Literature: Man-Eaters of Zamboula
"Man-Eaters of Zamboula" (a.k.a. "Shadows in Zamboula") is a Conan the Barbarian story written by Robert E. Howard. First published in November, 1935.Conan's travels across Hyperborea bring him to Zamboula, a city-state heavily populated by a slave-caste of blacks from a specific region. Having wasted his money gambling, as usual, Conan prepares to retire for the night to a pre-rented room when a friend of his tries to warn him of the dark secret of the city; the black slaves of the city are all members of the Darfar, a tribe that practices cannibalism in homage of dark gods, and because of their numbers, the townsfolk allow them to run rampant at night so long as they only prey upon beggars and travellers. Conan scorns this claim, and the rumors that the inn at which he stays makes extra money by selling travellers to the slaves for their cannibal banquets, but finds himself forced to believe when he is attacked in his bed by a cannibal slave.Slaying his assailant, Conan wanders out into the night, where he finds himself drawn to rescuing a woman who is being threatened by more cannibals. She gives her name as Zabibi, and begs Conan to aid her, using promises of gold and her body. Firstly, he catches and subdues her lover, who has been driven mad, then he goes with her to the Temple of Hanuman to retrieve an antidote to the "love potion" that rendered him this way.There, he fights a holy strangler and kills the high priest to retrieve the antidote, only to learn that Zabibi hasn't been telling him the whole truth. Given gold as a reward, he leaves — though not before stealing a magical talisman from her, and murdering the innkeeper who almost got him killed.
- Badass Boast: Conan gets one when faced by the professional strangler, who he promptly throttles to death in turn. Though he notes afterwards that he was mostly bluffing; a few seconds either way and his opponent genuinely would have strangled Conan first.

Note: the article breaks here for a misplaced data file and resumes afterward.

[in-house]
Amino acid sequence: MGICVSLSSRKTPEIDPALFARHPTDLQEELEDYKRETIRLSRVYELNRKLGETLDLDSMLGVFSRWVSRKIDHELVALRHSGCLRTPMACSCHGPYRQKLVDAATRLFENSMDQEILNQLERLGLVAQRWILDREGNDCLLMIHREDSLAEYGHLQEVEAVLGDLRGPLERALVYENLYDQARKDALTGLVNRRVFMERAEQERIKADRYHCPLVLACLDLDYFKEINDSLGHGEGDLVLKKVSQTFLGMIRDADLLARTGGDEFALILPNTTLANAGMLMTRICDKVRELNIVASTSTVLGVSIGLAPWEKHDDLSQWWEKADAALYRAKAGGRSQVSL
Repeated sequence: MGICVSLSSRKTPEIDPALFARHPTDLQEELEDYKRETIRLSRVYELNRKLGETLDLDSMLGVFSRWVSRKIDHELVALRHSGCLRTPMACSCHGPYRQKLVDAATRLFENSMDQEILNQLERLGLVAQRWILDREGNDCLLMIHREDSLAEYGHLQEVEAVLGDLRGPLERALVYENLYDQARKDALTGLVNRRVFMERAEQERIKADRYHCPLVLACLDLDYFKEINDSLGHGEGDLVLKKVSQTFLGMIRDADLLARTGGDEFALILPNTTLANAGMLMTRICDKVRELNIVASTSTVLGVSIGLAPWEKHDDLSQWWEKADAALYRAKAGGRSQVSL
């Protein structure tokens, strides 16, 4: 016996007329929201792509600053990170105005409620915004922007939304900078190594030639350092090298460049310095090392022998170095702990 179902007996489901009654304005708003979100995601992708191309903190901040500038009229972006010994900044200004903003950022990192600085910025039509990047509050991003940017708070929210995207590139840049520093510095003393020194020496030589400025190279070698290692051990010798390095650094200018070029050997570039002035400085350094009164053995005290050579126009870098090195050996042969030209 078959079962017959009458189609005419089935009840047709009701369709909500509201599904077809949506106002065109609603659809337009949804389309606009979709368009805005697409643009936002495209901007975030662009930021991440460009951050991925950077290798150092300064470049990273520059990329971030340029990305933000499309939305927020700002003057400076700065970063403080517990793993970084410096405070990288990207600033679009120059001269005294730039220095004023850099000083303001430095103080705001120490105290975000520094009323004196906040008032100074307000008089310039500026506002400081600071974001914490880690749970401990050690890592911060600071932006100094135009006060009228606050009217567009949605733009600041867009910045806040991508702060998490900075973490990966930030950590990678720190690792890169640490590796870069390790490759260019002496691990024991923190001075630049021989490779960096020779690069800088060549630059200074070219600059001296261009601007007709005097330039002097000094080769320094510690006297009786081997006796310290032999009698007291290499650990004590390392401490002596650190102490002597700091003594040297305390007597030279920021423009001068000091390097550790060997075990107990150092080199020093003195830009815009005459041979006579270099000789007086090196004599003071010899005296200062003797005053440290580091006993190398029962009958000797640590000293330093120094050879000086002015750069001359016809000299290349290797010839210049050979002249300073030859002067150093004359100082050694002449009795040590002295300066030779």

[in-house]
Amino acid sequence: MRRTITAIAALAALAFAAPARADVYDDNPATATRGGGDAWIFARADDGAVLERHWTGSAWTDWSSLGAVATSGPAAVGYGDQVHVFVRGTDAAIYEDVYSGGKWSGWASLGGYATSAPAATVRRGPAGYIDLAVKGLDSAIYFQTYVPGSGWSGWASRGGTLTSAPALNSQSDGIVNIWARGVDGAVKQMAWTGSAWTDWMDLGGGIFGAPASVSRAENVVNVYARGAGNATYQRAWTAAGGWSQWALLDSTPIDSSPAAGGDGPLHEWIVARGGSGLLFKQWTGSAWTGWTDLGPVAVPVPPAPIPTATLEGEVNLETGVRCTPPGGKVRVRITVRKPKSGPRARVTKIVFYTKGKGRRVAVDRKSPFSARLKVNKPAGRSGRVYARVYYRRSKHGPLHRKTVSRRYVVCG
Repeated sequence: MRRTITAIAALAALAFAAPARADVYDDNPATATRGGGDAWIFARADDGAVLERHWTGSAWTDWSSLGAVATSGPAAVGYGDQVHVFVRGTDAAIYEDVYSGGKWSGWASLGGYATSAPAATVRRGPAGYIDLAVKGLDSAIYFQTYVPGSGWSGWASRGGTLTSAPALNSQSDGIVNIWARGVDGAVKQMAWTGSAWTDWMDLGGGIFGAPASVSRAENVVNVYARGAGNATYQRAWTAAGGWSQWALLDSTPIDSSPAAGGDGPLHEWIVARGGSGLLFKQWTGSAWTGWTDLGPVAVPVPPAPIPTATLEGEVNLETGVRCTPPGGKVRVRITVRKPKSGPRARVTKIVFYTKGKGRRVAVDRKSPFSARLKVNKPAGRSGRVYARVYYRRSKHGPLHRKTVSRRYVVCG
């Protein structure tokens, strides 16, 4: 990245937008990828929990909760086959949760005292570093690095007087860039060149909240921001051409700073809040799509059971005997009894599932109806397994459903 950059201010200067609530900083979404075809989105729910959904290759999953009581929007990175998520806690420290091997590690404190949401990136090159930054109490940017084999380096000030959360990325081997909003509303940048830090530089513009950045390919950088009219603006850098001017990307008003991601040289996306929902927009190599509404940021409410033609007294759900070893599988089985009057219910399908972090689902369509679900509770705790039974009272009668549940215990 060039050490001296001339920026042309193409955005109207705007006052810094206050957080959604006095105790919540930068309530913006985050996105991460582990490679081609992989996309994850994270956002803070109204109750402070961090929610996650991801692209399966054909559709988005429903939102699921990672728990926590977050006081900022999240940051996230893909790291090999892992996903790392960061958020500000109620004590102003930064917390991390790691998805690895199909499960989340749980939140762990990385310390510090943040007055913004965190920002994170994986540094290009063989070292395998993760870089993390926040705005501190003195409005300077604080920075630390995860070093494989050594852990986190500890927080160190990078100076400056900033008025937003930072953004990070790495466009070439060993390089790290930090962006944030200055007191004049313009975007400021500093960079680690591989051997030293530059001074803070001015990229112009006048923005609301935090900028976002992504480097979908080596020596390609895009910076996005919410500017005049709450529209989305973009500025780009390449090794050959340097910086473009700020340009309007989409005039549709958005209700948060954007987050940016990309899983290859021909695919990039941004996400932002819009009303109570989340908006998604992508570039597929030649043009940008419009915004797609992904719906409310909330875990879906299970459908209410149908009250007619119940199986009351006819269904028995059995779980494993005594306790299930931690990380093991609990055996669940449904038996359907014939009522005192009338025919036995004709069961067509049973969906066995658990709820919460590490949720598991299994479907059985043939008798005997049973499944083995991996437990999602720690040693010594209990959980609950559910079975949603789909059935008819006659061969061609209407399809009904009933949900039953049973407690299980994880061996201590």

- The Dulcinea Effect: Conan aids a random woman he meets on the street, simply because he can't bear the thought of allowing a woman to be slaughtered and devoured.
- The Gambling Addict: Conan gets his room in advance so he doesn't gamble the money he needs to pay for it away beforehand.
- Human Sacrifice: Baal-pteor trained as a strangler to offer these up to gods in his homeland before becoming hired by the Temple of Hanuman. He goes to break Conan's neck for this
- If I Can't Have You: The intended love potion drives her lover mad so that he attacks her, because she got it from a man whose advances she rejected.
- Infallible Babble: Warns about the Inn of No Return.
- Inn of No Return: Conan books a room at an inn where the malevolent innkeeper Aram Baksh sells travellers to the cannibal slaves for money.
- Love Makes You Crazy: Conan flatters Zabibi with this.
- The Man Behind the Man: The prince, it is said, is ruled by his mistress.
- Master of Illusion: Conan realizes he's fighting one of these.
- Moral Myopia: Since the slaves murder only strangers, the townsfolk don't care.
- Neck Snap: Used for human sacrifice in one distant country, and one of the temple executioners is working in the city.
- Pay Evil unto Evil: At the end of the story, Conan removes the tongue from the innkeeper mentioned above, mutilates his beard, and gives him to the cannibal slaves to be eaten.
- Pillow Pistol: Conan sleeps with his steel, which is how he avoids being cut down by the cannibal who sneaks into his room.
- The Power of Blood: Why no blood can be shed during the sacrifice.
- Red Eyes, Take Warning: The Evil Sorcerer has 'em.
- Ring of Power: The Star of Khorala.
- The Reveal: Zabibi is Nafertari, the mistress of the town's ruler, Jungir Khan.
- Sacred Hospitality: Conan is warned about the inn by a man he had traveled with for many month, and stayed in his tent.
- Tampering with Food and Drink: Zabibi slips her lover something.
- Town with a Dark Secret: The local slaves are all cannibals who are allowed to run riot at night because the townsfolk consider them too useful to give up.